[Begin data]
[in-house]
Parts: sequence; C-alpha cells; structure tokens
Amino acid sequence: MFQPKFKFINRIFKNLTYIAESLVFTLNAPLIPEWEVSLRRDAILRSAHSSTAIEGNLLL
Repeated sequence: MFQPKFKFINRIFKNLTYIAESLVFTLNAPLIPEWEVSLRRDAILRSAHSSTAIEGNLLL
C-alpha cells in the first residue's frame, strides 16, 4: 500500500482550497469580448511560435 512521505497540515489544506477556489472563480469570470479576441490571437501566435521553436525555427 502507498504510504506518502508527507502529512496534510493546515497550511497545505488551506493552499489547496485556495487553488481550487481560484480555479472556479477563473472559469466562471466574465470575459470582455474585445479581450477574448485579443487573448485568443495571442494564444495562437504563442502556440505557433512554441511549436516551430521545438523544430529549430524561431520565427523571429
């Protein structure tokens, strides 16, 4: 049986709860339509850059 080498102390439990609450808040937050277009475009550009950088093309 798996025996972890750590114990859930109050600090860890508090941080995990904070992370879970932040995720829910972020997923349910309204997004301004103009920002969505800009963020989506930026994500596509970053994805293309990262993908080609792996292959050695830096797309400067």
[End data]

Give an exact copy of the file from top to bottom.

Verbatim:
[in-house]
Parts: sequence; C-alpha cells; structure tokens
Amino acid sequence: MFQPKFKFINRIFKNLTYIAESLVFTLNAPLIPEWEVSLRRDAILRSAHSSTAIEGNLLL
Repeated sequence: MFQPKFKFINRIFKNLTYIAESLVFTLNAPLIPEWEVSLRRDAILRSAHSSTAIEGNLLL
C-alpha cells in the first residue's frame, strides 16, 4: 500500500482550497469580448511560435 512521505497540515489544506477556489472563480469570470479576441490571437501566435521553436525555427 502507498504510504506518502508527507502529512496534510493546515497550511497545505488551506493552499489547496485556495487553488481550487481560484480555479472556479477563473472559469466562471466574465470575459470582455474585445479581450477574448485579443487573448485568443495571442494564444495562437504563442502556440505557433512554441511549436516551430521545438523544430529549430524561431520565427523571429
């Protein structure tokens, strides 16, 4: 049986709860339509850059 080498102390439990609450808040937050277009475009550009950088093309 798996025996972890750590114990859930109050600090860890508090941080995990904070992370879970932040995720829910972020997923349910309204997004301004103009920002969505800009963020989506930026994500596509970053994805293309990262993908080609792996292959050695830096797309400067």